Creating art work takes a lot of dedication. Finding inspirations and ideas to encourage a high level of dedication among my students can be challenging.
Each semester, I search for engaging ideas for the fiber portion of my Fibers and Glass course. High school students in this course have completed a basic drawing and design class as a prerequisite, so their knowledge base is well set up.
I was on the search for something new. I wanted to expose them to a new material or approach. My research led me to discover British artist Ian Berry, who creates intricate collage style images out of denim.
At first glance, his work looks like intricate paintings done with a wide range of blues. Upon reading about his process and seeing the details of his work, I knew that this was an inspiration that would bring out a level of dedication I was searching for.
RESEARCH AND IMAGE DEVELOPMENT. I began the lesson by introducing students to the art of Ian Berry. We studied his website (www.ianberry.org), we watched promotional videos on YouTube that showed him in his studio and talking through his process.
We don’t often study artists who are still creating art, so to see a current, young and successful artist was a great motivator for my students. Many students connected with him on social media to see his latest work and were able to send messages directly to the artist.
We had a discussion about his work, his process and his use of an unusual material such as denim in art. Students then searched for an image they could use. Many chose images that they took themselves and some went out and took pictures to find the perfect composition. Reference images ranged from vacation pictures to pictures taken at a concert of their favorite band. Once images were submitted, we began to simplify the details in Adobe Photoshop. If you do not have this program, similar effects can be achieved through other photo editing programs or can also be done by hand by tracing the different value levels.
In Photoshop, open the image and resize to fit the largest size you can print. For me, it’s 13″ x 19″. To convert the photo to a blue monochromatic image, choose Image > Adjustments > Hue/Saturation, then choose Cyanotype from the Preset dropdown menu.
Next, you will want to intensify the blue, so choose Image > Adjustments > Color Balance and drag the Yellow/Blue slider all the way to the Blue side.
Then, you need to simplify the image, so you are going to apply a filter. Choose Filter > Artistic > Cutout. Once you are in the filter gallery, you can adjust the number of levels and the amount of details in each level. Edited images were then printed on a cardstock paper.
PLANNING THE APPROACH. At this point, I let the students determine how they would approach the project. This is where I began to see each one develop that dedication I was aiming for. They were stressed, worried and confused about how they would complete it, but not one student complained or acted like they wanted to give up. The struggles were their motivators and they figured out what would work best for them.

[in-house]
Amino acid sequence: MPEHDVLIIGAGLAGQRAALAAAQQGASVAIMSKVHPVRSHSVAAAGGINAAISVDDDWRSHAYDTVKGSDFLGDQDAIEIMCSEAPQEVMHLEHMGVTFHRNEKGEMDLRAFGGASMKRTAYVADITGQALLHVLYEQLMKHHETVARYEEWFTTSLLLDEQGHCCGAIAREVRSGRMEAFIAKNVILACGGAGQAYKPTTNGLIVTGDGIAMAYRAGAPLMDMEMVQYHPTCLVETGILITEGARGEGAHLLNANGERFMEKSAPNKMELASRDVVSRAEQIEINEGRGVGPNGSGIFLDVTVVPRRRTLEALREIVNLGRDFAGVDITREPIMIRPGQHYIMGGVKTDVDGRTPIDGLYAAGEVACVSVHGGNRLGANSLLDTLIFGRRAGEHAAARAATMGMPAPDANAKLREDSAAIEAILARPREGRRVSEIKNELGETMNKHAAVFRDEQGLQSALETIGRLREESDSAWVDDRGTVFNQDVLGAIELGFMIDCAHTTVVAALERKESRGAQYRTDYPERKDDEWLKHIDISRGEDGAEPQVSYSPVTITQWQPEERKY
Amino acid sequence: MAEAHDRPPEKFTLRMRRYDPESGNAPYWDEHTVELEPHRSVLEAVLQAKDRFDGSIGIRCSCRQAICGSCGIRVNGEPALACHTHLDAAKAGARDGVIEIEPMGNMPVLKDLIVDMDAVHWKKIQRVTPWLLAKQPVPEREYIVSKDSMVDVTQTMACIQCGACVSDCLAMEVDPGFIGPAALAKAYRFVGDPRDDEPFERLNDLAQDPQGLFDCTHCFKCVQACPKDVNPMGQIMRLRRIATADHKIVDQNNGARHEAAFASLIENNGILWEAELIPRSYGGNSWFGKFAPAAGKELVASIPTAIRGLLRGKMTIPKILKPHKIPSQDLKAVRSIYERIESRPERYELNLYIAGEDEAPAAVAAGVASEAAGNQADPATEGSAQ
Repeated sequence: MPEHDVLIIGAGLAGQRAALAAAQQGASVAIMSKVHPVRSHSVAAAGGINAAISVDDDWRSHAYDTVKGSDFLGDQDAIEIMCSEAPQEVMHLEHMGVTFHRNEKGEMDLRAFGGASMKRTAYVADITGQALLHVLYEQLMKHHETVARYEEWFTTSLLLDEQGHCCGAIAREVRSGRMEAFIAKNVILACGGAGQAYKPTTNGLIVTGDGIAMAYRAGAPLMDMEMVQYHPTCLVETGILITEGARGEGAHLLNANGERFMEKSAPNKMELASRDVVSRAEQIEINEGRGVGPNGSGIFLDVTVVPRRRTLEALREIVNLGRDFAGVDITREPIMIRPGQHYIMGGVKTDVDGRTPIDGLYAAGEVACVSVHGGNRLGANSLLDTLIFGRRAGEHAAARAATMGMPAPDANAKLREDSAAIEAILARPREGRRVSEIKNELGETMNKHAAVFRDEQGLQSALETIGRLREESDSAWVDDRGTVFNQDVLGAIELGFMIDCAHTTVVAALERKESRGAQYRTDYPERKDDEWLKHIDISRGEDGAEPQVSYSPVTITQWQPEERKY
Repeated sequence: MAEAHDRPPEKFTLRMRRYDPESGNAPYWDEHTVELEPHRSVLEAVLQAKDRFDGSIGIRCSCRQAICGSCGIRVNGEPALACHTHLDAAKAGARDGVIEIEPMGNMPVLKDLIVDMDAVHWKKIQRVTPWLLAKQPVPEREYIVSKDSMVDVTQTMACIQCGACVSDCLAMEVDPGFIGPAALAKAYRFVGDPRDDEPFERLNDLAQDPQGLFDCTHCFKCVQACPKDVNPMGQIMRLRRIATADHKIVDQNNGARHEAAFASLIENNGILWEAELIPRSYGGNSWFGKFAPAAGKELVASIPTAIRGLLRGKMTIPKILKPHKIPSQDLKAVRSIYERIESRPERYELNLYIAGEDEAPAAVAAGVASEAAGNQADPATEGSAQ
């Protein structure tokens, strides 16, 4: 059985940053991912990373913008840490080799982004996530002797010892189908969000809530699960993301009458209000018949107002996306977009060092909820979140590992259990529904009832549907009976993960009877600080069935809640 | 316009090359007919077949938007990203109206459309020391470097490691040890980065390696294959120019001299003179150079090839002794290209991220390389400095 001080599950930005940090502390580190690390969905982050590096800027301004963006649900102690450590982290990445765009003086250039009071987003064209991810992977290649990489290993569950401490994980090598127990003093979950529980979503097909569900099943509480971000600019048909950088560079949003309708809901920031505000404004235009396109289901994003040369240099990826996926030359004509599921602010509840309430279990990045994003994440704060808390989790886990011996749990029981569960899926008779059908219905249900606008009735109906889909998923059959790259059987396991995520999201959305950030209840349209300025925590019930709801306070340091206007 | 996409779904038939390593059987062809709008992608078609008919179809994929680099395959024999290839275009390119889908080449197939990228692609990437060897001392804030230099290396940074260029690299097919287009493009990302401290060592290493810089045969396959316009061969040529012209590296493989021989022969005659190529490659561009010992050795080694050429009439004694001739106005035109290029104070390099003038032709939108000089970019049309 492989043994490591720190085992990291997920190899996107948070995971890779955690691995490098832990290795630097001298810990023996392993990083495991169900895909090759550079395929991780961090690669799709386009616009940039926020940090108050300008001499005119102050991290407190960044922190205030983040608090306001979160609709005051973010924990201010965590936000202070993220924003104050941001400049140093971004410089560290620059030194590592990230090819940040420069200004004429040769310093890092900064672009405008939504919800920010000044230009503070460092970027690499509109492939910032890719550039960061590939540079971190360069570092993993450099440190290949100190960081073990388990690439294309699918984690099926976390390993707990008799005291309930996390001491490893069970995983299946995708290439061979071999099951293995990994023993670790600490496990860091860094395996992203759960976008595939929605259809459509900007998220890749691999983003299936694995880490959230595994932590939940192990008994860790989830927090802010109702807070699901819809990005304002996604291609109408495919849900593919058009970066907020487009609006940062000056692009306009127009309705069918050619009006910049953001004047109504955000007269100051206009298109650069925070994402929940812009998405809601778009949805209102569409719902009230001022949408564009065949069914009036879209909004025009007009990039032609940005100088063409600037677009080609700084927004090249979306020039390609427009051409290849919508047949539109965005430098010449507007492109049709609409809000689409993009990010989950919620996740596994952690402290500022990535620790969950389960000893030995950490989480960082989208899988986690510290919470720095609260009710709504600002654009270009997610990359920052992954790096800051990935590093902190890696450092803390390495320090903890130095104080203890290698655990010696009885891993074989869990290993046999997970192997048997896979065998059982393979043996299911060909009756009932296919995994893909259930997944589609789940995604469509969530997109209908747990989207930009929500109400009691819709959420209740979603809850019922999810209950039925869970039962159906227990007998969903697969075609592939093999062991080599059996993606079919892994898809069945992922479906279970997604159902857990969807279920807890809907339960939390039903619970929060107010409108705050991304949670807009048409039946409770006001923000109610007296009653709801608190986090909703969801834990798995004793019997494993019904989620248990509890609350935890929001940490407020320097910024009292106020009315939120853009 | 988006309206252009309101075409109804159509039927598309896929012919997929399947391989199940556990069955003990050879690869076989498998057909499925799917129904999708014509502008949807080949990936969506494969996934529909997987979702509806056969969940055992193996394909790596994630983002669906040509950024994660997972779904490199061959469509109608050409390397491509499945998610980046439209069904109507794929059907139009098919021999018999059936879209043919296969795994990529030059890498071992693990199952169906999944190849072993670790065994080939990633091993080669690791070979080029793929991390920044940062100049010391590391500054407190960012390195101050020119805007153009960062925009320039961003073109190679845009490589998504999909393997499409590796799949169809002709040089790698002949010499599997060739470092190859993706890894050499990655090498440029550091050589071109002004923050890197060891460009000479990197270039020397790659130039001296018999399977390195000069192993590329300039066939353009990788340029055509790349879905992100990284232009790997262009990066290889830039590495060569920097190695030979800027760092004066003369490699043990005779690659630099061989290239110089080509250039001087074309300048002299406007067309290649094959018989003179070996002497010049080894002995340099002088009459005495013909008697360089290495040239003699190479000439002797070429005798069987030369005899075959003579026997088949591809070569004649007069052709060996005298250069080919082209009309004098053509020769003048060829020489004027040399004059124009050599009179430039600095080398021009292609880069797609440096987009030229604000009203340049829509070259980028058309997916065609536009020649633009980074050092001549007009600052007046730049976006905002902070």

Most students took the altered monochromatic image and cut it up like a puzzle, pinning it all down to a piece of cardboard so they could keep it organized. Once they determined how many different levels of blue they would need, they began to sort through the piles and piles of old, donated blue jeans.
One simple email to all the staff in my district brought in about 200 pairs of jeans. Medium tones were easy to find. We struggled to find very dark washes and very light washes. Some jeans are darker on the inside so we had to flip a few pairs to get the right value. When it came to areas where they needed very white washes, we took the lightest pairs we could find and soaked them in bleach.
PIECING IT ALL TOGETHER. As pieces were cut, some students saved them to glue down at the end and others glued as they cut. To glue down pieces, use fabric glue, as it is thicker and will not soak through the layers of denim.
Each student was given a piece of cardboard as a sturdy base to glue the pieces on. If they noticed they might have gaps, they covered the cardboard with large areas of denim and built upon that, or they painted it a blue to match that area. This helped camouflage any imperfections they had when cutting their pieces.
The concentration and motivation that evolved during this portion of the project was very rewarding for me as a teacher. Students poured themselves into their work and were dedicated to getting it right. Most projects took approximately three to four weeks in class, on top of most students taking them home to put in many additional hours.
FINAL PRESENTATION. Once the collages were complete, students were required to finish off the work to be ready for display. They could frame or mat it so that it was prepared for hanging at the art show or ready for competitions we enter each year.
High-school students will …
• research and learn about the artwork of artist, Ian Berry.
• convert a photo into a monochromatic image by hand or using editing software.
• select a range of denim washes to coordinate with the levels in the monochromatic scale of their image.
• accurately cut and glue pieces to a backing.
• prepare the work for presentation (matting, framing, etc.).
NATIONAL ART STANDARDS
• Creating: Conceiving and developing new artistic ideas and work.
• Presenting: Interpreting and sharing artistic work.
• Responding: Understanding and evaluating how the arts convey meaning.
• Connecting: Relating artistic ideas and work with personal meaning and external context.
• Digital image, editing software, printer
• Old blue jeans
• Fabric glue, scissors
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Tracy VanBuskirk teaches art at Norwalk High School in Norwalk, Ohio.